Nevada moves to strengthen protections around use of sexual assault victim DNA
"We must do everything we can to help victims feel safe in coming forward,” said state Sen. Lisa Krasner. (Photo: Richard Bednarski/Nevada Current)
Untold numbers of sexual assault cases nationwide have been solved after DNA evidence linked perpetrators to their crimes, but victims of sexual assault should not have to worry that their own DNA will be used against them.
Senate Bill 321 would protect victims of sexual assault from having the DNA they submit as part of a rape kit used to prosecute them for crimes. Such samples could only be used to prosecute the perpetrator of their sexual assault. The bill passed the Nevada State Senate unanimously on April 25 and was heard by the Assembly Judiciary committee Tuesday.
State Sen. Lisa Krasner, R-Reno, brought forward the bill, and 19 lawmakers across both chambers and parties have signed on as primary or co-sponsors.
Krasner pointed to a high profile incident in California as a reason why Nevada should be proactive on the issue of protecting victims of sexual assault.
San Francisco’s district attorney last year revealed the city’s police crime lab used DNA collected during a rape kit in 2016 to tie a sexual assault victim to a burglary in 2021. The city’s police chief called it a “horrendous mistake” and vowed it would not happen again, but the incident sparked broad calls for states to strengthen safeguards against such use.
Sexual assault is one of the most underreported crimes. Fear that their DNA or other forensic evidence collected during a rape kit might be used against them in unrelated cases is believed to be contributing to underreporting. Other reasons why victims don’t come forward include fear of not being believed, fear of retribution by their assailant, or feeling like justice is futile. (Just under 20% of reported rapes in Nevada in 2022 resulted in an arrest, according to the Department of Public Safety.)
“We have to do better,” said Krasner. “Collecting and properly processing sexual assault crime evidence and rape kits is vital to that effort. We must do everything we can to help victims feel safe in coming forward.”
In 2019, she added, citing FBI data, Nevada had one of the highest rates of reported rape per capita. Since then, the state’s rate of reported rapes per capita has seen a “small but steady decline.”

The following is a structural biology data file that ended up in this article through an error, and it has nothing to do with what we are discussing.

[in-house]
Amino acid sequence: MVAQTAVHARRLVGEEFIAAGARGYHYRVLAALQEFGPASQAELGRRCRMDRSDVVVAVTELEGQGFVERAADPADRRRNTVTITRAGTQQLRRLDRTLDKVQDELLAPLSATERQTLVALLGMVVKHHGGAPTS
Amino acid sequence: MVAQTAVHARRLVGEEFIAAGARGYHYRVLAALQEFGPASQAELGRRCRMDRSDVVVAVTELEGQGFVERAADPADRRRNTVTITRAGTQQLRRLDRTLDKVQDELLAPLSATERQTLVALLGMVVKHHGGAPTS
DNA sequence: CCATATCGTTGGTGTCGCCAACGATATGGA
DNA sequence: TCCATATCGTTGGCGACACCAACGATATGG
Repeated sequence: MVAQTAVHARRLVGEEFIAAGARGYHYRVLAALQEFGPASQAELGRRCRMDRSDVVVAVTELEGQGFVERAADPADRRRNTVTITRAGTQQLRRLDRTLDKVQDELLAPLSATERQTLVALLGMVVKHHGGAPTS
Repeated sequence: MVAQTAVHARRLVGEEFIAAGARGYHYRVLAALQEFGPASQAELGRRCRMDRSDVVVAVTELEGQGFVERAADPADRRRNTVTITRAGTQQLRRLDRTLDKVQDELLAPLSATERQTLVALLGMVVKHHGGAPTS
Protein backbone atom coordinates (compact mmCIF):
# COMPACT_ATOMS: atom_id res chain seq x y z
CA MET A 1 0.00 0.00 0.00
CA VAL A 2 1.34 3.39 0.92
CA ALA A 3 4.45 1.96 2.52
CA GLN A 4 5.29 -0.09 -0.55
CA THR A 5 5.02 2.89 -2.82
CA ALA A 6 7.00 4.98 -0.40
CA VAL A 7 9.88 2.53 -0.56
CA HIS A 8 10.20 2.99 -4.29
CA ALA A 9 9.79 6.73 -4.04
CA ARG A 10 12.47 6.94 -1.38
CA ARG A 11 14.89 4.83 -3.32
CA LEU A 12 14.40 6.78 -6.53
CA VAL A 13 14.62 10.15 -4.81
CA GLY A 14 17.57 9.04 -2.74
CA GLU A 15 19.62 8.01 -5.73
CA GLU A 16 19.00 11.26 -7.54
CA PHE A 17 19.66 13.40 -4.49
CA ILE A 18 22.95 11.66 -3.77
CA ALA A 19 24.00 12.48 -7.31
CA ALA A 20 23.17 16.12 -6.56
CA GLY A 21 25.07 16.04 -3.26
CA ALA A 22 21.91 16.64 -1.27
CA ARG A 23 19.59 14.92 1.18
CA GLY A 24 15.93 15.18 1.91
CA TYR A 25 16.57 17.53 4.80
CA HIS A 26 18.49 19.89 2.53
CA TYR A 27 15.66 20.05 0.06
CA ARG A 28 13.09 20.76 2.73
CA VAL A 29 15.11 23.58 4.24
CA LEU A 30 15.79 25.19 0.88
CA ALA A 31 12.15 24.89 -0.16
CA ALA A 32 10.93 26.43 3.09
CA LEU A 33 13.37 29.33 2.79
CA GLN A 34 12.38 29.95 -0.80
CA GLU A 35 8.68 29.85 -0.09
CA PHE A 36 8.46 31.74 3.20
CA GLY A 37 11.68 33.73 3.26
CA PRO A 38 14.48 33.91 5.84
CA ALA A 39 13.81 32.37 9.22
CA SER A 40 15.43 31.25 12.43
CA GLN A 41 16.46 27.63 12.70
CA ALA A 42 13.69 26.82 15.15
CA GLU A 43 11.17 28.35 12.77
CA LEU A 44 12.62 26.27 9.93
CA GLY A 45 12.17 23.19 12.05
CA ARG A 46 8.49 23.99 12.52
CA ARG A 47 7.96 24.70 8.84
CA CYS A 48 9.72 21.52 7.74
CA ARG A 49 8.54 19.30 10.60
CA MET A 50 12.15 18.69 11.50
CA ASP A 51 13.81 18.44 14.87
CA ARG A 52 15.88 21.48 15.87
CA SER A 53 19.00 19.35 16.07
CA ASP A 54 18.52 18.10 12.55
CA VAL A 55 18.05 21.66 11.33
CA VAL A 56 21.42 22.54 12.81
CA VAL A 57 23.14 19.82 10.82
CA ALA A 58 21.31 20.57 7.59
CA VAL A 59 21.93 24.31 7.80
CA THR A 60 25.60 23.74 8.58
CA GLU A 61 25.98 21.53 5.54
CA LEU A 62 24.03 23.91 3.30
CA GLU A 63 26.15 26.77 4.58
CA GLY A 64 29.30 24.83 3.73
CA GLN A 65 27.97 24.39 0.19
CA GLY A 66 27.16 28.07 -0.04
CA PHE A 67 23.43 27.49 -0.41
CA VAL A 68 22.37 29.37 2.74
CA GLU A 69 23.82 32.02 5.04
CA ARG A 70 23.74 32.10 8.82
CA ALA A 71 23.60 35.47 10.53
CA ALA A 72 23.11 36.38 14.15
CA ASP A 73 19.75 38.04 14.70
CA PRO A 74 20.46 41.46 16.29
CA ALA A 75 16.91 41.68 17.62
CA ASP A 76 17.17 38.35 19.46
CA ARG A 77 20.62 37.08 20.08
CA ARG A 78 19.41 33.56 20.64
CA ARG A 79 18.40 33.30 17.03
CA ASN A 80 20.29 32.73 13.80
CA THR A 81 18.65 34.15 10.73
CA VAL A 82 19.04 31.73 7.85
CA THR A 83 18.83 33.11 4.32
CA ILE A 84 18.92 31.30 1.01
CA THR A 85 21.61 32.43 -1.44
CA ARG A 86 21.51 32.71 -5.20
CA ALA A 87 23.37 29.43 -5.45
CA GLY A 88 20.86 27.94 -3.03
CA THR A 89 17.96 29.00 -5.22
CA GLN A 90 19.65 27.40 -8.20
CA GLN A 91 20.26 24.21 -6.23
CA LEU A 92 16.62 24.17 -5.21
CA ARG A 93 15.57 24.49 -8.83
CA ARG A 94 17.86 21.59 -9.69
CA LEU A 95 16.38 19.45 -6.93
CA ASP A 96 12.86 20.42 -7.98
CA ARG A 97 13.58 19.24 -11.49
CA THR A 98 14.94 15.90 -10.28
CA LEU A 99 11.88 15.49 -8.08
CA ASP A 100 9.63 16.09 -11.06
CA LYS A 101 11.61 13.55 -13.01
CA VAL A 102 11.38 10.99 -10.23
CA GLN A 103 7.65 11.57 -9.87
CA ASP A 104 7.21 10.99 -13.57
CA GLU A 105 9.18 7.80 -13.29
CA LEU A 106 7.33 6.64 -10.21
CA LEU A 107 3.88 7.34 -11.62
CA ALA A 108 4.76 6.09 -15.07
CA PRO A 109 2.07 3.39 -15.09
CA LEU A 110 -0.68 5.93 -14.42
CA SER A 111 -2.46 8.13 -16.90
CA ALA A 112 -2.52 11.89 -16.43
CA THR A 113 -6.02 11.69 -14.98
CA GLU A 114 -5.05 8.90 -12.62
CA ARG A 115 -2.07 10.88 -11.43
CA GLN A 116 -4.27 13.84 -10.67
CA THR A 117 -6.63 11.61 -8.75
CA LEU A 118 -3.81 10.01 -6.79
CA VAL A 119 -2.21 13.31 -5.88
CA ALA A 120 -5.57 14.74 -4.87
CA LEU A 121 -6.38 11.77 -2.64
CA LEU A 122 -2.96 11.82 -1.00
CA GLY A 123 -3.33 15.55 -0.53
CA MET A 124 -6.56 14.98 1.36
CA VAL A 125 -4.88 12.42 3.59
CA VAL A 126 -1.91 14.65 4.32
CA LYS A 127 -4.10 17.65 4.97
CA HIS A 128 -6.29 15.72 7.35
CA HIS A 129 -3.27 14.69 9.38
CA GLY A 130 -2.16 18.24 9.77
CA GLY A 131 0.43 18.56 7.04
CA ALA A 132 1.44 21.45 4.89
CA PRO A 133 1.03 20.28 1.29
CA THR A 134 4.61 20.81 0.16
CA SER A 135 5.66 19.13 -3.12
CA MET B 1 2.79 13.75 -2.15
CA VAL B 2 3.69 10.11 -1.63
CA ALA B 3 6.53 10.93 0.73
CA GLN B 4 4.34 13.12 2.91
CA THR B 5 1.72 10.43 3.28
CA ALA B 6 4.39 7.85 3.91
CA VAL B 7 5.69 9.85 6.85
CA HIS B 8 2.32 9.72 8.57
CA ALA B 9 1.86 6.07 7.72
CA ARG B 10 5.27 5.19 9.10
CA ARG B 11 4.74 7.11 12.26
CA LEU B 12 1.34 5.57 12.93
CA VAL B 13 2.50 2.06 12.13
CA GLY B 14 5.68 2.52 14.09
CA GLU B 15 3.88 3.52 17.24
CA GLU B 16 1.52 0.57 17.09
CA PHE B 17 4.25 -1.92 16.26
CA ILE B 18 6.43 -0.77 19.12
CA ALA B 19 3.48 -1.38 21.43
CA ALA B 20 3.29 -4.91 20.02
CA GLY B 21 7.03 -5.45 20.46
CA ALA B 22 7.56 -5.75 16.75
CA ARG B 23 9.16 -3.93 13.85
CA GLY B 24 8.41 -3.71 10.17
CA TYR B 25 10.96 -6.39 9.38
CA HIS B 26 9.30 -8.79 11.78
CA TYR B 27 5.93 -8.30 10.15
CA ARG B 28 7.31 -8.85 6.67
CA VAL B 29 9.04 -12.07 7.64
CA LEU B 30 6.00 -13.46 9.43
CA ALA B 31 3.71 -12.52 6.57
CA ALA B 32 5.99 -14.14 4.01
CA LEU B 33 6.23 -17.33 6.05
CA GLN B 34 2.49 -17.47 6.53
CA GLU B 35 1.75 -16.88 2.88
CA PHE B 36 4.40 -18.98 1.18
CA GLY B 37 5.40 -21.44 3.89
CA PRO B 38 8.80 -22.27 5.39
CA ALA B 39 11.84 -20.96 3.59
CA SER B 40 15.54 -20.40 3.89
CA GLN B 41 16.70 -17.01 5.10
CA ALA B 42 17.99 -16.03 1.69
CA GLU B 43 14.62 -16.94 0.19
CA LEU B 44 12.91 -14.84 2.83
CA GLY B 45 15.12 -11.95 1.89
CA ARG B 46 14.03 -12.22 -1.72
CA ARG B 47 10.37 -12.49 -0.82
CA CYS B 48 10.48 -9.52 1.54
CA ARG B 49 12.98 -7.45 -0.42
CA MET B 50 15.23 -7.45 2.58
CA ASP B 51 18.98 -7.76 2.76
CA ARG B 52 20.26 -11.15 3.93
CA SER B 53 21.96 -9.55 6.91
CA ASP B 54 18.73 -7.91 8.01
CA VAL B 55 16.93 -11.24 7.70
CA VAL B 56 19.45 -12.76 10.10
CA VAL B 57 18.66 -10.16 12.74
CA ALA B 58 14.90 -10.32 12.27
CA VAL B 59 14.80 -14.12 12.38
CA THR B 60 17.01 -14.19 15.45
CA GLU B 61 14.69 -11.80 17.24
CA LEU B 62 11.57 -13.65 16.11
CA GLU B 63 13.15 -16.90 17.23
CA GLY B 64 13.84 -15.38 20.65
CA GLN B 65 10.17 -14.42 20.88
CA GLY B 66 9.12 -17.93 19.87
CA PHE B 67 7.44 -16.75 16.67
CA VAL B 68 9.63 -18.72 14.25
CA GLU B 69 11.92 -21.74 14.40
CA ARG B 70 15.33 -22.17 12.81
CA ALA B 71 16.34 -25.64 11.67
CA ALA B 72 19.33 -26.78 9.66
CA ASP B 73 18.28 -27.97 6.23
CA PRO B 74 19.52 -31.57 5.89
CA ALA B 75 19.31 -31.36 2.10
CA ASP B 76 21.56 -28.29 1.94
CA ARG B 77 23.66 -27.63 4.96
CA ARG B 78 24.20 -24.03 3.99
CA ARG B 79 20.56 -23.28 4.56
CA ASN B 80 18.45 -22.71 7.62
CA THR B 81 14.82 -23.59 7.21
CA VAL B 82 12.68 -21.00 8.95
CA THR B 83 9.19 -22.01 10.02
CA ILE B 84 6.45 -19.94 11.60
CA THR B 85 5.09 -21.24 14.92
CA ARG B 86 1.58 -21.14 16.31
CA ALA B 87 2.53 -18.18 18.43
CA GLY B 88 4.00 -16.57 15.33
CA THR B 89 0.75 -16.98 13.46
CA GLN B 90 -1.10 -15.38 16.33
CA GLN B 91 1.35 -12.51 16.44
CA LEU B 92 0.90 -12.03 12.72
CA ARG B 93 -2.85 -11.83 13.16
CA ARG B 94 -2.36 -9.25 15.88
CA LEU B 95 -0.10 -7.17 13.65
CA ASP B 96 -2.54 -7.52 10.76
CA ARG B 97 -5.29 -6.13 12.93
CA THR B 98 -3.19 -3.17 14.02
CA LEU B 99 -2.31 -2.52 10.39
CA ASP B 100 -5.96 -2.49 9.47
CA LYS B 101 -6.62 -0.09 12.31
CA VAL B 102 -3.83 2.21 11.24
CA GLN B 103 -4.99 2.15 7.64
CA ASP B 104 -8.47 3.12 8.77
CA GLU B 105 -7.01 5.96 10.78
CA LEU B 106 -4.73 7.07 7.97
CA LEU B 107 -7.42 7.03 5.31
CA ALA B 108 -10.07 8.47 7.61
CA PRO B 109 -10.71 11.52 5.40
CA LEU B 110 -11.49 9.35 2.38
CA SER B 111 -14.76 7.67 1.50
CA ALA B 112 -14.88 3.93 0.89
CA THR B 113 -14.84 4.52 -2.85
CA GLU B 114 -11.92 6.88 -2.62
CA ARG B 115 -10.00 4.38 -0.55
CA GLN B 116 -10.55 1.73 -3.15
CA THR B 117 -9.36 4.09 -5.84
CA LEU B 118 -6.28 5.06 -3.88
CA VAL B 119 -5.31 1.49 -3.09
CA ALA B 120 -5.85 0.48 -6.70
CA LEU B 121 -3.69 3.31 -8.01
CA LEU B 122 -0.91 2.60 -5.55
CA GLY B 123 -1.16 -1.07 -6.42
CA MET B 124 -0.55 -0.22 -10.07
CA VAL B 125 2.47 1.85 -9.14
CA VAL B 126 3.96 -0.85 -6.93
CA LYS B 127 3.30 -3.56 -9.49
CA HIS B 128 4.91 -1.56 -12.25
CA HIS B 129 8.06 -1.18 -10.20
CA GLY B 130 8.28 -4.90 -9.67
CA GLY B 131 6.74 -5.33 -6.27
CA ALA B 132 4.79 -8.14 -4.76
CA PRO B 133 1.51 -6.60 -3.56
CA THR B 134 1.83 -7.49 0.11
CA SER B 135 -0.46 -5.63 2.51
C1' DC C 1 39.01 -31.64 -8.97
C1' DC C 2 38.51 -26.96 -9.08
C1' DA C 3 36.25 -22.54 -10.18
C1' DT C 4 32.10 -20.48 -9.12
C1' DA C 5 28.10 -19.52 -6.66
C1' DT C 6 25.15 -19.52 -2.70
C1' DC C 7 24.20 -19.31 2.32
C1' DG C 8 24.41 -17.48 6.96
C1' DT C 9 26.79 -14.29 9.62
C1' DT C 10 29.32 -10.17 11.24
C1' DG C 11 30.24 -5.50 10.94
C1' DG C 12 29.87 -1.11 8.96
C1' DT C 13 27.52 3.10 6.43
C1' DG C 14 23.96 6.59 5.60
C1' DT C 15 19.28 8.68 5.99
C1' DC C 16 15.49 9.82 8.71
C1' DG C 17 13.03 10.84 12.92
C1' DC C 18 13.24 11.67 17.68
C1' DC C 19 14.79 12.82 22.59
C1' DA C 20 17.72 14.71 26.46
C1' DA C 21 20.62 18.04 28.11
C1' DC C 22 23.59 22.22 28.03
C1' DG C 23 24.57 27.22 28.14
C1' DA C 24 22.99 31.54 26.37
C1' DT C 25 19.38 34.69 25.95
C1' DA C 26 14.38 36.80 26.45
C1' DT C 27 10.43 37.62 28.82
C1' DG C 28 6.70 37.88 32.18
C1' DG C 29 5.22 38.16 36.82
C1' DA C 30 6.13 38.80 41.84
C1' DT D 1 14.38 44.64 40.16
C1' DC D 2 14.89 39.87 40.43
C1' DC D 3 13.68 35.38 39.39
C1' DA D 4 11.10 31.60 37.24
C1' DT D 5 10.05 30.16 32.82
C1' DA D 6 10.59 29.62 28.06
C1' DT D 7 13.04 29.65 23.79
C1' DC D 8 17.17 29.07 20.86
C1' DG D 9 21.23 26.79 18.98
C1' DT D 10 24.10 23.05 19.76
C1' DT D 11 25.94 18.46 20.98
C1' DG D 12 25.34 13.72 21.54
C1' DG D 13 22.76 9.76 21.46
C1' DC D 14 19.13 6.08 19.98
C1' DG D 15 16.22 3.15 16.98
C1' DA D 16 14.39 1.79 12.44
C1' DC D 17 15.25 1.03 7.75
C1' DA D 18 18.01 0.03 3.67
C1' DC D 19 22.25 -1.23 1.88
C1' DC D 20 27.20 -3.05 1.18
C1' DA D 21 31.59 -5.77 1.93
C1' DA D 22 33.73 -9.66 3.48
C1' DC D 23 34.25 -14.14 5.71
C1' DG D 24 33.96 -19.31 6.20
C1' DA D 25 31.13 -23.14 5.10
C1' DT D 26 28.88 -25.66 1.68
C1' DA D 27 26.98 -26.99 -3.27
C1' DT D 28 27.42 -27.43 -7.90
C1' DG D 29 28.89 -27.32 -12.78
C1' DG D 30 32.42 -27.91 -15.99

“We have to wonder if that just means that victim survivors are choosing not to come forward and report the rape to law enforcement,” she said.
Nevada already has a Sexual Assault Survivors’ Bill of Rights, which specifies that forensic evidence from a sexual assault survivor cannot be used to prosecute that survivor for any misdemeanor or offense related to a controlled substance. SB321 would expand that protection to any crime.
No Assembly Judiciary committee member expressed objections to the proposed bill.
“Besides the humanity and sensitivity of the issue, it’s also a Fourth Amendment issue,” said Democratic Assemblywoman Britney Miller, referring to the right to privacy established in the U.S. Constitution. “Even if you can’t extend yourself to humanity and sensitivity, it is a strong constitutional issue.”
SB321 is being supported by a broad coalition that includes the Nevada District Attorneys Association, the public defenders offices in Clark and Washoe counties, and several law enforcement groups, including the Las Vegas Metropolitan Police Department.
LVMPD lobbyist Beth Schmidt said during her testimony in support that Metro does not run sexual assault victim DNA through the national DNA database — known as CODIS, or the Combined DNA Index System.
“We appreciate codifying this into statute,” she added.
Steve Gresko, the administrator of CODIS for Nevada and a supervising criminalist at the Washoe County Sheriff’s Office, also testified that CODIS does not currently include victim DNA.
Gresko said law enforcement agencies will occasionally turn to forensic evidence collected through a rape kit if the victim of a sexual assault later becomes a missing person and no other DNA reference sample can be found. In those cases, the purpose is not to prosecute but only to identify the person.
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